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The Vista City Council on Dec. 6 approved the Camino Largo project, a development consisting of 46 single-family homes. Graphic courtesy of California West
The Vista City Council on Dec. 6 approved the Camino Largo project, a development consisting of 46 single-family homes. Graphic courtesy of California West
CitiesCommunityNewsPolitics & GovernmentRegionVista

Vista approves controversial development in heated meeting

VISTA — The Vista City Council approved a controversial housing development during a Dec. 6 special meeting.

Mayor Judy Ritter and council members John Franklin and Joe Green supported California West Communities’ proposal, known as the Camino Largo project, to build 46 single-family homes at 2123 N. Santa Fe Avenue.

The council’s action also included a zoning change of the parcel, located east of Guajome Regional Park, from agricultural to residential.

But the meeting turned contentious after council members Corinna Contreras and Katie Melendez questioned Franklin’s motivations for approving the project by pointing to donations from the developer applicant to the newly-elected mayor’s campaign. 

“I’m not surprised I’m receiving information that this project has campaign financing motivations related to it,” Melendez said. “I’m a community-based representative. It’s not an appropriate change to our general plan.”

In March, Robert Thorne, CEO of California West Communities, and his wife Marcia donated a total of $1,000 to Franklin’s campaign, according to city records. Franklin, who said he had known Thorne on a “personal level” for at least a decade, explained this is the first project Thorne’s company has brought forward in Vista.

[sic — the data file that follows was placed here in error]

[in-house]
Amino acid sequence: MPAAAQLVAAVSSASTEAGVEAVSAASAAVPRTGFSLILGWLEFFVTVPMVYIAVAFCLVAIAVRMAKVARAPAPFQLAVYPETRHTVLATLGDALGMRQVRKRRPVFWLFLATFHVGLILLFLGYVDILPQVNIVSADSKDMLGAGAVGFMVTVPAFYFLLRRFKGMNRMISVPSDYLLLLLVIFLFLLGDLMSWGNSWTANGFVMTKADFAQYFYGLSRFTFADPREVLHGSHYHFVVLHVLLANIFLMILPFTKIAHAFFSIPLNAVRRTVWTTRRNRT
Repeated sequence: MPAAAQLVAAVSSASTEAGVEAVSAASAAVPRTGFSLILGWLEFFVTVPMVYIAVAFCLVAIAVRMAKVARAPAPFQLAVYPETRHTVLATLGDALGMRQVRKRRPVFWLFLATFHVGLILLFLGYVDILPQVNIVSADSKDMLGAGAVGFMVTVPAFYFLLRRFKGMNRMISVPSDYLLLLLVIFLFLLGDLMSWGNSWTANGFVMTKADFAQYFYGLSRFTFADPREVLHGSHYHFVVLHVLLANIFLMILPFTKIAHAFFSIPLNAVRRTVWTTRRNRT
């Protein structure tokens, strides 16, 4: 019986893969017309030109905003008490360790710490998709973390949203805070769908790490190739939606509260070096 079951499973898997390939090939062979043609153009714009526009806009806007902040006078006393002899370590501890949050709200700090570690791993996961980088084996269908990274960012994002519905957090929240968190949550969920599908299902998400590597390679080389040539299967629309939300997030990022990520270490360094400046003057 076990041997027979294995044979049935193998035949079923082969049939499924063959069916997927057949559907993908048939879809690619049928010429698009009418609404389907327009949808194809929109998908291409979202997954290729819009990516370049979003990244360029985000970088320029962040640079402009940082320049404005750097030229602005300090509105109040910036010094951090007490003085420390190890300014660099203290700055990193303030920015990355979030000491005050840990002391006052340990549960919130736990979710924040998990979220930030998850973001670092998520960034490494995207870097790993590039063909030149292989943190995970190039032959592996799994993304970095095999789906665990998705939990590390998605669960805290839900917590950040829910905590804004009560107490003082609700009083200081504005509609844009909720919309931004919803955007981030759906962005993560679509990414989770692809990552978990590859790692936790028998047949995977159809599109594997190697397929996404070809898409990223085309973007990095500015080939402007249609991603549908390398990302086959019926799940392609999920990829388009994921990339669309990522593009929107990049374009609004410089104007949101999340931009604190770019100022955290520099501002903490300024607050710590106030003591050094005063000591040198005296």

Examples of the types of homes in the Camino Largo project. Graphic courtesy of California West

Examples of the types of homes in the Camino Largo project. Graphic courtesy of California West
Examples of the types of homes in the Camino Largo project. Graphics courtesy of California West

These comments came on the heels of Contreras’ remarks about California Senate Bill 1439, which expands the 1982 Levine Act by prohibiting local officials from voting on contracts 12 months before and after accepting a donation of more than $250 from an involved party.

The new state law goes into effect on Jan. 1, 2023.

“This vote should not be happening today,” Contreras said. “This meeting should’ve happened on Dec. 13. I’ll leave it to the public why this meeting was rushed.”

Contreras and Melendez also questioned whether Ritter and Green, who both work in real estate, have ever taken advantage of their positions on the council to sell homes based on council-approved projects.

When Contreras asked the outgoing mayor how many homes she had sold, Ritter responded sharply, “zero.”

Franklin responded to the allegations across the dais by pointing out that Contreras’ and Melendez’s campaigns had received tens of thousands of dollars from independent expenditures, which serve to assist a candidate without their knowledge through advertising, mailers, social media posts and other forms of courting votes.

“It is absolutely the opposite of respect to impute motives that are others than stated by your colleagues, which is what you and others have done,” Franklin said. “I do not go to the lengths of bringing campaign statements. You’ve received tens of thousands of dollars in independent expenditures from a single industry trying to change the law.”

Melendez said she received money from independent expenditures related to marijuana but has never been in contact with those groups or individuals. 

Residents living near the proposed development echoed Contreras’ and Melendez’s displeasure and contempt for the project, and by extension, Ritter, Franklin and Green, noting the city’s Planning Commission had unanimously voted against the project. Opponents also cited concerns about negative impacts on riparian habitats, loss of agriculture, open space, and increased traffic.

Contreras and Melendez also stressed their opposition to sprawl development, suggesting higher-density projects with more stories would create more green spaces.

But Ritter and Franklin stressed the city is in a housing crisis, and these homes can help with inventory. Additionally, the project comes with a down payment assistance program for lower-income residents.

Green said the project is next to Sandalwood, which is twice the density and has worked well for the city.

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